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Chinese gardens – beauty, calm, sophistication
Chinese gardens are some of the most idyllic and evocative places in China. The garden was the traditional retreat of the Chinese scholar, a place of quiet beauty, calm and sophistication in which to smoke a pipe, read poetry and play chess.
Chinese gardens combine rockery, water and architecture in a way that can seem at once jumbled and logical, a vista, never the same twice, of the natural world recreated by man.
Chinese Gardens as High Art
Even at first glance Chinese gardens are distinctly different from Western gardens. For the Chinese, gardens are one of the highest forms of artistic expression, on par with calligraphy, poetry and painting.
As a high art, reference to other arts are often made in gardens, through recreating the scene of a famous painting, integrating a piece of calligraphy into the design of the garden, or using poetic names for the garden’s various features.
Chinese Gardens – Designed to Reflect Nature
Chinese gardens, unlike Chinese architecture, tend to be asymmetrical. Chinese garden designers eschew careful measurements of proportion, uniformity and geometric patterns in favour of arrangements that make the observer feel closer to nature. Buildings are designed to compliment, not dominate, the scenery.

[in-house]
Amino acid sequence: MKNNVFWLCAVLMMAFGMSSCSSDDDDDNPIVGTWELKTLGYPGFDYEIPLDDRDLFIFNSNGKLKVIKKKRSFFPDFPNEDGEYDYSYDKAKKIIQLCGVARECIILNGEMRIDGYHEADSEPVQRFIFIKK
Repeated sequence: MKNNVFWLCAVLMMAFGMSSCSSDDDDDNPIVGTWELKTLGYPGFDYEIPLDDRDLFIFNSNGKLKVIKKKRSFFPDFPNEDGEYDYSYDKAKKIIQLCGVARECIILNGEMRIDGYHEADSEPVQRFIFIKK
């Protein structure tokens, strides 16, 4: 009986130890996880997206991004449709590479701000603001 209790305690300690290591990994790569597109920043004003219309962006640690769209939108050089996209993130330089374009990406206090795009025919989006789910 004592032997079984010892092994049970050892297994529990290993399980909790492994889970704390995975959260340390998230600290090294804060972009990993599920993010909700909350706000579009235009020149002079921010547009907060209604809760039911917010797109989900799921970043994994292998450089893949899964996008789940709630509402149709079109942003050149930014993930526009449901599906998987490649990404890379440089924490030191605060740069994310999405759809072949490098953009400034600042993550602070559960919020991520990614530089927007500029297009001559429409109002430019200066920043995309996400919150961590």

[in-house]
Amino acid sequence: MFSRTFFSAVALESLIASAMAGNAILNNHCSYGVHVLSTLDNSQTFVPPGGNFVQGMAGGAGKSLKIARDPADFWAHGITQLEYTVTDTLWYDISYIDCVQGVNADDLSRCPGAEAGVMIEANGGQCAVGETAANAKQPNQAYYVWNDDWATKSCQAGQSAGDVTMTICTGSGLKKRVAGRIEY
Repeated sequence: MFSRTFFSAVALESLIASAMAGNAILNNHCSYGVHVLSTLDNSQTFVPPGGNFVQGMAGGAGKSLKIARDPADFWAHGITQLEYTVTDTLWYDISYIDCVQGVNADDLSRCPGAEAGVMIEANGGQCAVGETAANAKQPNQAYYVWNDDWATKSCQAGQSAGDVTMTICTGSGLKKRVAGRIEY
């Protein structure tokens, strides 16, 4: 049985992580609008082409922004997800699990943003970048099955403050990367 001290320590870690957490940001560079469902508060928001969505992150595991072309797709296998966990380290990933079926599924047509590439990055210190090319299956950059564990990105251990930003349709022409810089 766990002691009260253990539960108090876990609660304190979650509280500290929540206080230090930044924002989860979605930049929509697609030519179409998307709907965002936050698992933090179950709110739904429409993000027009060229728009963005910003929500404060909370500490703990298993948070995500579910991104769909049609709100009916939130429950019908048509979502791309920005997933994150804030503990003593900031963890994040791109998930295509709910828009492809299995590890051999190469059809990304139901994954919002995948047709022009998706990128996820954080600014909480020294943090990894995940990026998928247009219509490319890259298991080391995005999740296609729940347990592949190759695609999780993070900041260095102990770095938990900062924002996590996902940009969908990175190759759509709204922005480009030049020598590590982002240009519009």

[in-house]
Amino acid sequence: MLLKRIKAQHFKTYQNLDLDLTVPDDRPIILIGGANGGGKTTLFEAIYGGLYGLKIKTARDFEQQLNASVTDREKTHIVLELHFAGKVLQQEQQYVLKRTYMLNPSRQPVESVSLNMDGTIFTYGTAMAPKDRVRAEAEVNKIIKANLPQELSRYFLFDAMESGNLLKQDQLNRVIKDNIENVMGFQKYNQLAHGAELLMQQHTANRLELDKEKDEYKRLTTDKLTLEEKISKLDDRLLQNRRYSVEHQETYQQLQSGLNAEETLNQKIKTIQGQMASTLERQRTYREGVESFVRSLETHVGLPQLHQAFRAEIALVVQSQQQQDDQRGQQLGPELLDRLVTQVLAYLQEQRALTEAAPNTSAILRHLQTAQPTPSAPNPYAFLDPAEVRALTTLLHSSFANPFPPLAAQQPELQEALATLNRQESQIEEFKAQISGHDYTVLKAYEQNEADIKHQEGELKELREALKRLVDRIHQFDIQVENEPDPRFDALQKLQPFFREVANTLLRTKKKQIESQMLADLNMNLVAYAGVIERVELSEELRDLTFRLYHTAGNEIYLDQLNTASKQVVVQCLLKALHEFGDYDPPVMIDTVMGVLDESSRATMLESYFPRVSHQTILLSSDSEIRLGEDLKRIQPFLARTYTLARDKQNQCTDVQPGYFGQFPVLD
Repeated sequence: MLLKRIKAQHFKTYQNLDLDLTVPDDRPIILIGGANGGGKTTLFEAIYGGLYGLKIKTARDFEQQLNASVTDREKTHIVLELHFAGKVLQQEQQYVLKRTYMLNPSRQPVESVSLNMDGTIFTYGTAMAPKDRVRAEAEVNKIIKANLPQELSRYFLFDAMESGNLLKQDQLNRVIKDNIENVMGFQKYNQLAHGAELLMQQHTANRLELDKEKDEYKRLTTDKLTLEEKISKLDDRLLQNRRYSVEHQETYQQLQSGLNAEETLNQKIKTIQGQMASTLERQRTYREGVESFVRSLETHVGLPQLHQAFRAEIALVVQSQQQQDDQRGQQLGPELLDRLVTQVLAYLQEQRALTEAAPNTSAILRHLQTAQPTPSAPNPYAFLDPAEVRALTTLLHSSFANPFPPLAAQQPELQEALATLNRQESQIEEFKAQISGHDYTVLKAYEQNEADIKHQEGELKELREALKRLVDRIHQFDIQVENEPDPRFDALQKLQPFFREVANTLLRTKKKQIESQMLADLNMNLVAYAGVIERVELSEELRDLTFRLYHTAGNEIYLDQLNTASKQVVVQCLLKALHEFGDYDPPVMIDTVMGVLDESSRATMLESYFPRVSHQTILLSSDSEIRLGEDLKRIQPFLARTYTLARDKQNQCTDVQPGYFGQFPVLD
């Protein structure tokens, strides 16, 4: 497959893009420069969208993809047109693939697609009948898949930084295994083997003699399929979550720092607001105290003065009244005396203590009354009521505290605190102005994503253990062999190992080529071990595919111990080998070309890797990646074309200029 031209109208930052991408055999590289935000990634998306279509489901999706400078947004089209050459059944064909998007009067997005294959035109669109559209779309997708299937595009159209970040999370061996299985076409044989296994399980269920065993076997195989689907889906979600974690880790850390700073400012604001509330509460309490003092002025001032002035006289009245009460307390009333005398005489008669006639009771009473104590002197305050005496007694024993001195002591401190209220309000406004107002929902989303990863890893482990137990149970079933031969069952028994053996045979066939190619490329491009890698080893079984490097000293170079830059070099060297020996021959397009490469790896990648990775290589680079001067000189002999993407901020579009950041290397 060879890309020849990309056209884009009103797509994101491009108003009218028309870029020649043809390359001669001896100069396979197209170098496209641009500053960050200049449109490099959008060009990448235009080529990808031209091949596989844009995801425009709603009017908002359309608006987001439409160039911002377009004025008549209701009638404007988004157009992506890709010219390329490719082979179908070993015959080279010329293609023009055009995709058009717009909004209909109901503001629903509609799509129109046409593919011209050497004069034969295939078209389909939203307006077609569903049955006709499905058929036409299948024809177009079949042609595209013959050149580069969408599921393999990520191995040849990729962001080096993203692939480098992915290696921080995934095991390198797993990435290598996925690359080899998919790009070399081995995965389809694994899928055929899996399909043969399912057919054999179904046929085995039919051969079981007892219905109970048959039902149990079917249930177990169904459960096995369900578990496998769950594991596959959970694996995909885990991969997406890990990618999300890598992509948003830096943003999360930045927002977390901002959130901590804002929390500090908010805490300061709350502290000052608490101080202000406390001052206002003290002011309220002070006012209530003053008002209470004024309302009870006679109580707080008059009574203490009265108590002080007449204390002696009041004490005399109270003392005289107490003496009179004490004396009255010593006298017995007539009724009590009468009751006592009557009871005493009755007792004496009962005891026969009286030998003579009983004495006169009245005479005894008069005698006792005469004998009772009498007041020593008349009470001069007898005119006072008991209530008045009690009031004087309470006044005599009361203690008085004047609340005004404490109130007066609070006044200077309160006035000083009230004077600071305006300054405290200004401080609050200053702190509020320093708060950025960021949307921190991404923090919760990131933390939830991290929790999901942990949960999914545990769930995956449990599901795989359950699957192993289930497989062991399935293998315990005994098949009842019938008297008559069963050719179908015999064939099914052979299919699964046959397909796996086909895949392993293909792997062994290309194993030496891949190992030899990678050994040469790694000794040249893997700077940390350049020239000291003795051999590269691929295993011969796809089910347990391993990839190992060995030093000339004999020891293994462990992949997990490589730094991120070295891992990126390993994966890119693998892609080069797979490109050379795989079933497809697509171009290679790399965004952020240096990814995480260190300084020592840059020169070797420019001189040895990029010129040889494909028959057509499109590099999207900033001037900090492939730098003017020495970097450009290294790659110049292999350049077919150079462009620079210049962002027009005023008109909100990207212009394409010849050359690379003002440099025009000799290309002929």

In the best Chinese garden one should be amazed at its beauty, but at the same time wonder if it was actually designed at all, or if it just grew like that.
In recreating the natural world, the Chinese gardener tries to also recreate its unpredictable and ever changing nature. There are usually many different routes around the garden and a slightly different view wherever you are.
Chinese Gardens – Regional Variations
South of the Yangtse River Chinese gardens were the private domains of aristocratic scholars, small and enclosed. The town of Suzhou in Jiangsu province is particularly well known for its gardens, some of which are among the finest in China.
North of the Yangtse River you find examples of monumental palace gardens like the Summer Palace, Yuanmingyuan and Beihai Park in Beijing. Imperial Chinese Palace Gardens follow the same principles as other Chinese gardens, but on a much grander scale.
Towers compliment mountains as pavilions compliment rockery, and of course Imperial gardens had to reflect the might and prestige of the dynasty, often more sombre and imposing compared to their more relaxed private counterparts.
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Wonder at the Great Wall, be awed by the magnificent Forbidden City, drink in the scenery from a boat on the Summer Palace’s Kunming Lake.